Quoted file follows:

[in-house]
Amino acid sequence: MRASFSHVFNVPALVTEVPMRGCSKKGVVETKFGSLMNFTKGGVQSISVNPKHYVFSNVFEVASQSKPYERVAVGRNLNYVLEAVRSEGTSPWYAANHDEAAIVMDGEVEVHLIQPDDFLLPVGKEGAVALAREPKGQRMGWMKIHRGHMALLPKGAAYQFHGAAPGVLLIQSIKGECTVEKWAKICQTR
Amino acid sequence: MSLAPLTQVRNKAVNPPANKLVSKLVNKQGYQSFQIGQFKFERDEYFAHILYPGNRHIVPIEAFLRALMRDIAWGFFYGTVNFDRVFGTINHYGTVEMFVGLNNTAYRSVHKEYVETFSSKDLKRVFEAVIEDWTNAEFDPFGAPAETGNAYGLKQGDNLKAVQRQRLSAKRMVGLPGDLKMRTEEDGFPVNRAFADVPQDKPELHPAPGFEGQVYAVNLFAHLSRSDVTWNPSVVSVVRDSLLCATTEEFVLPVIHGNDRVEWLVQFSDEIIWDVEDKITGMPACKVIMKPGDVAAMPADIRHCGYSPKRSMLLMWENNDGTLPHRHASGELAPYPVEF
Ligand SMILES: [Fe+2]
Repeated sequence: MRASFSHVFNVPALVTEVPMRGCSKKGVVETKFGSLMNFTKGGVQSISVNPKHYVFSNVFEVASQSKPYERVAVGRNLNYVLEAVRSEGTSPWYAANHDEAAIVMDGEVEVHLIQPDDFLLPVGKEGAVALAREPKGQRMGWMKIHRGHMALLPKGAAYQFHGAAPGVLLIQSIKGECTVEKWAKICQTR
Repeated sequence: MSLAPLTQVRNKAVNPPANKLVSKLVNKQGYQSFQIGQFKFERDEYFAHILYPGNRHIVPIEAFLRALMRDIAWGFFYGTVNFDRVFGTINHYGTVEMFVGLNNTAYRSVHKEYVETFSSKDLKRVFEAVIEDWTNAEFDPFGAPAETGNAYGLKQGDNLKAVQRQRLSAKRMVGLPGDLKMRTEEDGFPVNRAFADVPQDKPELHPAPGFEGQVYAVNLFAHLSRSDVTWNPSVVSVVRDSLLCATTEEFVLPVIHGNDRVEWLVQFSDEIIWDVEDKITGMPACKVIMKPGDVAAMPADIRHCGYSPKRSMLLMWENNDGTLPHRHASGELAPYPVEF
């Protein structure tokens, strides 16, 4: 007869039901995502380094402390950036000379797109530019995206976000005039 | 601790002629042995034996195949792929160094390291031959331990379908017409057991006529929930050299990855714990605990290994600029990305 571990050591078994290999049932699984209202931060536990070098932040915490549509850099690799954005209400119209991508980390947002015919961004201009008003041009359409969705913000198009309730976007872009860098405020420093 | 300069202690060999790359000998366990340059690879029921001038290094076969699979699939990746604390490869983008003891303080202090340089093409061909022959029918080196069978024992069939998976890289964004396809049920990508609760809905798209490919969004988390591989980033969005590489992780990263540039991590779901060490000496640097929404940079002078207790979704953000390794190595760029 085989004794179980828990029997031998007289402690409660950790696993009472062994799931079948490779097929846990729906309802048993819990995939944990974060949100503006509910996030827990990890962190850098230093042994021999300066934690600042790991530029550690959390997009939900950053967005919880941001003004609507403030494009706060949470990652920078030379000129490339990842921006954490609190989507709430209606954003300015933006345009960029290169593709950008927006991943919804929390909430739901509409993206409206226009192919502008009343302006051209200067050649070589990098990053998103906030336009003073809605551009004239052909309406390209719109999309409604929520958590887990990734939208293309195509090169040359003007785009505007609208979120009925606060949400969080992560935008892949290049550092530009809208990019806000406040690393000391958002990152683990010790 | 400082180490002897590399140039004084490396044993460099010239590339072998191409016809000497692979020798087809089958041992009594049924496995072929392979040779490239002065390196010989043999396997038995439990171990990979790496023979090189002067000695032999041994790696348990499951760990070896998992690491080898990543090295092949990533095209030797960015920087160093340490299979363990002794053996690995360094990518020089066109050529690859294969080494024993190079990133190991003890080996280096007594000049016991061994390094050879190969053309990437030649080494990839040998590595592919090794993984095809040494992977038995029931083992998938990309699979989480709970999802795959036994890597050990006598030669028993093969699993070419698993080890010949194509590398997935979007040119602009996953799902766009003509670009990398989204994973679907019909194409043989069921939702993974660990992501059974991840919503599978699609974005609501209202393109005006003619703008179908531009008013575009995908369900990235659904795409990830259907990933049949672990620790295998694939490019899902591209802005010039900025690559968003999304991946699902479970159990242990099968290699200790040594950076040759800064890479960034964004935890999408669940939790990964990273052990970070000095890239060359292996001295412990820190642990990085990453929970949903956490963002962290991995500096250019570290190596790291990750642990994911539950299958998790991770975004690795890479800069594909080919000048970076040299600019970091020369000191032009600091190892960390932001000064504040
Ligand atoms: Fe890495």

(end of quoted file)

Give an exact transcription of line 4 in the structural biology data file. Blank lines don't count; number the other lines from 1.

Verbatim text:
Ligand SMILES: [Fe+2]